We have engagement campaigns, kiruv projects, outreach. The idea of engaging those who are not with us rather than deepening engagement with those who are, is highlighted in this report. I’d like to see a critical reassessment of this sort of strategy of focusing on outreach rather than higher retention rates, and doing more inreach,” Brown suggested.

Also in the report, contrary to the study in 2013, younger Jews, those aged 18-29, are more likely than older Jews to identify as Orthodox—17% in this age bracket compared to 3% at age 65 or above. “Pay attention to the pattern,” said Cooperman. “That rising number is very indicative, as is the reverse pattern.” This means younger Jews are more likely than older Jews to be Orthodox. (See slide below.)

This younger identity unfolding as the average Orthodox Jew and the fact that people are largely happily living Orthodox lives are the most powerful things that struck Agudath Israel of America Executive VP Rabbi Chaim Dovid Zwiebel about the study. “75% of Orthodox Jews said their lives are filled with meaning and fulfillment. That’s a remarkable statement and something that is cause for celebration in a time when, I think, the idea of people speaking about meaning in their lives and leading fulfilling lives is a source of a lot of frustration in our society.”

Bane agreed that he believed the data showed that “the degree of commitment to the Jewish people around the world is dramatically greater when people are involved in the Jewish religion. 80% of Orthodox Jews feel a great deal of responsibility to fellow Jews around the world; the other Jews have much less [50% and lower],” he said.

The Orthodox community’s tendency to send their children to Jewish day schools, youth groups, summer camps and Israel trips could account for these positive associations. “Those types of immersive,
informal Jewish educational experiences are a key part of the socialization process of Orthodox young people, and we have lots of evidence that they have a positive impact on the participants’ Jewish trajectories,” said Shain.

With that in mind, she added, “I do think the Pew data should prompt us to take a careful look at kiruv efforts and ask what sorts of resources should be directed there, given how rare it is for Jews not raised Orthodox to become Orthodox.”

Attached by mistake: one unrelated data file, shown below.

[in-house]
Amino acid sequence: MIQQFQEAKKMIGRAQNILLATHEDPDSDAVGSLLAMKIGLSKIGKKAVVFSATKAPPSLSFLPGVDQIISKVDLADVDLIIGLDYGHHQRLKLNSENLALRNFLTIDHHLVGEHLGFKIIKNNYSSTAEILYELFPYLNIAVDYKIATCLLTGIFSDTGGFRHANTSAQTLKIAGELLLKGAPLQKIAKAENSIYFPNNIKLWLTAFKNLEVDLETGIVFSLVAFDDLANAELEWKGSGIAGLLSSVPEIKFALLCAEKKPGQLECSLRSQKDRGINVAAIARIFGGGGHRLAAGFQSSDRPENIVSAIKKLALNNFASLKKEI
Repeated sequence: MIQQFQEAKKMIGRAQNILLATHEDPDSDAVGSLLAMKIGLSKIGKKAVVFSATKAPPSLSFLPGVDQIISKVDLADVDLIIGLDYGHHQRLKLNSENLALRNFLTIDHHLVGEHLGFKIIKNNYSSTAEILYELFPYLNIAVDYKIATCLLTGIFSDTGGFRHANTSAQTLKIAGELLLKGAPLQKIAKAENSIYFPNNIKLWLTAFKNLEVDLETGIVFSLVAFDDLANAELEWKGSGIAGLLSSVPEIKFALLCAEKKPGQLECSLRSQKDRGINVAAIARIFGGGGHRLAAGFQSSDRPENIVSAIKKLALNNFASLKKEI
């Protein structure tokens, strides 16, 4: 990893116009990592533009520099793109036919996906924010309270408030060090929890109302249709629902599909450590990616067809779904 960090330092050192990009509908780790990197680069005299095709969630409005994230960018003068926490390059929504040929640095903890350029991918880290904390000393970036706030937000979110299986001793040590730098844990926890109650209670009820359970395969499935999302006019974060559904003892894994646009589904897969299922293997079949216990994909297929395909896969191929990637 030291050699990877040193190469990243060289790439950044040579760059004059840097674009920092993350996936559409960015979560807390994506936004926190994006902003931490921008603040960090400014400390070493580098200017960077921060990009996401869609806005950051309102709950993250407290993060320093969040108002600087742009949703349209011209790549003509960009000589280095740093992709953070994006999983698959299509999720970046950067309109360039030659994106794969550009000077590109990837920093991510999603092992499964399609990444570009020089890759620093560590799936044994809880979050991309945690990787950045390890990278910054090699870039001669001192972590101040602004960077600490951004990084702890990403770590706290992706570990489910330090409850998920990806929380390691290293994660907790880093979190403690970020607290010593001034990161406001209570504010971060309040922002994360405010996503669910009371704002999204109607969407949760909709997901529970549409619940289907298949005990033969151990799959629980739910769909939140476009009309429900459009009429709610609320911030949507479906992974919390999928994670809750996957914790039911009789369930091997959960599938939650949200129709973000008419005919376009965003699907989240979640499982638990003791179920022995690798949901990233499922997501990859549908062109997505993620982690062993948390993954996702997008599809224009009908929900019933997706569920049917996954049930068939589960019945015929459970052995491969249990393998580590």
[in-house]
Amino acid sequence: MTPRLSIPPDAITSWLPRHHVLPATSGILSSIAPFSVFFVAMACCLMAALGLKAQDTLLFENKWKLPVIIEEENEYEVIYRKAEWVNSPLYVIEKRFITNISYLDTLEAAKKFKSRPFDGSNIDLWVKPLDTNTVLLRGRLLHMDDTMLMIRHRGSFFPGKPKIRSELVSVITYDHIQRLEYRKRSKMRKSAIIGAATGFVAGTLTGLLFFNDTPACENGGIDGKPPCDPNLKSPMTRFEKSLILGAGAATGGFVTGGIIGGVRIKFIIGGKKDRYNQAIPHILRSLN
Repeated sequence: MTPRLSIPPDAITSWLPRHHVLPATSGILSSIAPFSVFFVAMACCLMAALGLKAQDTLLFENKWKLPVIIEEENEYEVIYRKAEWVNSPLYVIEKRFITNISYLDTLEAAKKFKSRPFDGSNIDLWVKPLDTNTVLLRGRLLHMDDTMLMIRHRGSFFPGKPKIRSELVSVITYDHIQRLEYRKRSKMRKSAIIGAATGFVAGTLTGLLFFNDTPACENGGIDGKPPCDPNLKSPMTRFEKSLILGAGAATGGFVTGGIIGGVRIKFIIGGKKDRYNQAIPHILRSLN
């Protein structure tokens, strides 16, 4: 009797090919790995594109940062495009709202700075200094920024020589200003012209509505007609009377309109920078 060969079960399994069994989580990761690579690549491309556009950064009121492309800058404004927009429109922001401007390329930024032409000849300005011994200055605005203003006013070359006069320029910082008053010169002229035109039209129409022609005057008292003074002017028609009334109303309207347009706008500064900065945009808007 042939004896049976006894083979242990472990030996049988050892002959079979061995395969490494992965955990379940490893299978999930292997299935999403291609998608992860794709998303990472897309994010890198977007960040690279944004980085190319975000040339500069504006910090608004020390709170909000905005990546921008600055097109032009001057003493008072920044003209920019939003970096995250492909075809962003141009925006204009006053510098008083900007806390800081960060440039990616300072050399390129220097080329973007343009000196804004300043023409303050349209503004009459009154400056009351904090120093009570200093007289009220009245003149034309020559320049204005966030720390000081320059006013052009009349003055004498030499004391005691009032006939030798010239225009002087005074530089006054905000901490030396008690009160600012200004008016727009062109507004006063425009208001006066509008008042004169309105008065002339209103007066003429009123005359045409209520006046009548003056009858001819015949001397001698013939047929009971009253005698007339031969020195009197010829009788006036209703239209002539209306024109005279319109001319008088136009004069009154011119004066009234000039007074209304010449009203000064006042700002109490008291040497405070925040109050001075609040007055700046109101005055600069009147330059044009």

“The general social services that are being provided by the overall Jewish community today, the educational facilities, the mental health facilities, the needs [to address] poverty both here and elsewhere in the world, I think the lesson we’re learning is that the Orthodox community needs to start training its next generation to step up and play a role beyond the boundaries of Orthodoxy. To take responsibilities that are going to be theirs to bear, by virtue of their identity, and by virtue of their numbers,” said Bane.

Contrary to many populations that have high fertility rates, Orthodox Jewish women are exceptional in that they have high educational attainment. They are more than twice as likely as all Americans to have a college degree, and have an average of three children—well above the fertility expectations of the general public.

“The fact that the Orthodox population is expanding due to natural growth, not denominational switching, is in the report,” said Shain. “What’s not in the report is who within Orthodox families does the majority of the household labor and caregiving, and who carries the cognitive load. I suspect it’s the mom. A Jewish family’s most intimate decisions have an incredible impact on the Jewish people writ large.

“This is an unusual pattern,” Shain continued. “In the United States in general, more education is associated with lower fertility. In many ways, Orthodox women are caught with two sets of high expectations: as mother and as professional. And yes, I believe that since the reproduction in the Orthodox community is literally dependent on the labor of women, the Orthodox community needs to support those women.”

Shain suggested that one way to support Orthodox women is to provide professional opportunities that are flexible, where it can be possible to work part-time without a wage penalty. “Let’s make sure Jewish organizations and institutions take steps to enable part-time, flexible work for their employees.”

By Elizabeth Kratz